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dc.contributor.authorRush, Roberten
dc.date.accessioned2019-11-13T11:29:57Z
dc.date.available2019-11-13T11:29:57Z
dc.date.issued2019
dc.identifier.urihttps://eresearch.qmu.ac.uk/handle/20.500.12289/10195
dc.description.abstractIn the social sciences, and beyond, we are often interested in the impact of factors on some outcome. These research questions of interest are traditionally addressed with linear regression, which informs on those factors impacting on the average. Frequently though the interest is not in the ‘average’ but with those in the tails of the outcome distribution, where for example the low performing or high scoring are contained. This is particularly the case when these analyses are to inform policies to improve on those low performing and the identification and targeting of possible interventions for this. Focusing solely on the average and applying interventions across the board can only widen the gap between those low scoring and better performing. These traditional modelling methods will not provide information on differential impact of a factor across the distribution and indeed can fail to identify important factors. In addition to the analysis suitable to the research question there are inherent linear regression model assumptions which must be met. To try and address this using traditional techniques by segmenting the data to assess factor impact is inefficient and can have power implications. Also a logistic regression approach provides a cut-point with those on either side, regardless of their proximity to that cut-point being in one group or the other. Therefore to understand the effect of factors across the outcome distribution we must use different techniques and a quantile regression approach offers an assessment across the outcome distribution and can identify those factors which are influential at different locations on that distribution and is also robust to the assumptions which dog those other traditional methods. Thus with a principled method such as quantile regression analysis, there exists an enormous potential to inform not just basic policy questions, as to relationships amongst factors and outcome, but with the resulting more nuanced answers provide those key policymakers with a more complete evidence base with robust informative estimates on those mediating factors and on who to target.en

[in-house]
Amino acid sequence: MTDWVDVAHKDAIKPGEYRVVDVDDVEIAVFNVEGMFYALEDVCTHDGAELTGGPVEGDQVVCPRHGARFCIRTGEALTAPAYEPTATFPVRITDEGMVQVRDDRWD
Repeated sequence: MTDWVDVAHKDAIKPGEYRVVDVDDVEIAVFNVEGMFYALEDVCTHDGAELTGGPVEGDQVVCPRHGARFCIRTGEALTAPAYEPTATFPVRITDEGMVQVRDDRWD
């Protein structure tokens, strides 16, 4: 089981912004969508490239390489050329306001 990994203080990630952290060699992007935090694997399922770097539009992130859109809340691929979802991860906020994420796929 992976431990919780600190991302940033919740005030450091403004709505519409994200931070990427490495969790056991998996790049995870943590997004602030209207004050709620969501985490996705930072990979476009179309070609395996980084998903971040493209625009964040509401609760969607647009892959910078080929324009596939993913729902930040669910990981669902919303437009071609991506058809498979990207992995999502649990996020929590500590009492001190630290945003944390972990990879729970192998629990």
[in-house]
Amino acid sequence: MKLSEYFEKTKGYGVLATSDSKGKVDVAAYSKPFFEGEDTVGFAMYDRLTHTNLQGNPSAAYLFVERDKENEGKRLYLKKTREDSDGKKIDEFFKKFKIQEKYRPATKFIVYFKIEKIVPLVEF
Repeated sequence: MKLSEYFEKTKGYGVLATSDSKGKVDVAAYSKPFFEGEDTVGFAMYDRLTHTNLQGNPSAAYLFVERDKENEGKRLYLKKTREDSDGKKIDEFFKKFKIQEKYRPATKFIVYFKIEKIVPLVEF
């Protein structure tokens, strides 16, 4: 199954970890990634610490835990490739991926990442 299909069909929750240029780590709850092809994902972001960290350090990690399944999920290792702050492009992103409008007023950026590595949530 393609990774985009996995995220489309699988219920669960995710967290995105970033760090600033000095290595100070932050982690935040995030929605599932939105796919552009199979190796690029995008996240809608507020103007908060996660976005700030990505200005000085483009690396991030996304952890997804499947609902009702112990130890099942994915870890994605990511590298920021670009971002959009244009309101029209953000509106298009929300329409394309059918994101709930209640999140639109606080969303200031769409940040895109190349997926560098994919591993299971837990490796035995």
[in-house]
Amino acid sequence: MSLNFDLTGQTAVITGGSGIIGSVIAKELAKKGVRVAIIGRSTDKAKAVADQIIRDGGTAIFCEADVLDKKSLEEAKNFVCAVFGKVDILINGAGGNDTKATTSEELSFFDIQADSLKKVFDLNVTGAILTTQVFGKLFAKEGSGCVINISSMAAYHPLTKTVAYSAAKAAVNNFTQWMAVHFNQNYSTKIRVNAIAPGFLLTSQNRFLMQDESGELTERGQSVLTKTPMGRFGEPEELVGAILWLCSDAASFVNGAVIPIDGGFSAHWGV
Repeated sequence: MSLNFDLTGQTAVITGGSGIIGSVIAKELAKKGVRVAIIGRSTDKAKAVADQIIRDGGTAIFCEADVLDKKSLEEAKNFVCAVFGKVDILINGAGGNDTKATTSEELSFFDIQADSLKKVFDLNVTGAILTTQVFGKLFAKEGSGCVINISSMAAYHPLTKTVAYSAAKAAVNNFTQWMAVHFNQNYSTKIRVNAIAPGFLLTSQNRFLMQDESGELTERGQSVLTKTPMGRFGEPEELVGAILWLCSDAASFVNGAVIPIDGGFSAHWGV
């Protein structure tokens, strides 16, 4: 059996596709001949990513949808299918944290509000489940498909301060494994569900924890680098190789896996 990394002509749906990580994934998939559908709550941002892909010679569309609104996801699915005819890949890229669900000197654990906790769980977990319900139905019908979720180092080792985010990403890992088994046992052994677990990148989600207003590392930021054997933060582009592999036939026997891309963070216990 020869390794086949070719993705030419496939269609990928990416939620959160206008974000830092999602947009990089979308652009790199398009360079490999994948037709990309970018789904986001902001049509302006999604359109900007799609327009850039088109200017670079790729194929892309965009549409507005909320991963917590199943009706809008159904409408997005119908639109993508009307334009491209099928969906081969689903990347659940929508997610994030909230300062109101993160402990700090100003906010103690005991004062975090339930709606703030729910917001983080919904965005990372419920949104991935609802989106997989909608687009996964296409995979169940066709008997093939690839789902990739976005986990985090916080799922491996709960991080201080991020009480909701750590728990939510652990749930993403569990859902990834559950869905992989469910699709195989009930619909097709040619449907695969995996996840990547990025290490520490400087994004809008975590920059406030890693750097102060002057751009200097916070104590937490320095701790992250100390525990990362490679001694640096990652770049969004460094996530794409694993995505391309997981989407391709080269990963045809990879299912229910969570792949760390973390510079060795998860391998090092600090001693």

dc.publisherQueen Margaret University, Edinburgh
dc.titleQUANTILE REGRESSION AS A METHODOLOGY FOR UNDERPINNING PROPORTIONATE UNIVERSALISMen
dc.typeThesis
dc.type.qualificationlevelDoctoral
dc.type.qualificationnamePhD Doctor of Philosophy


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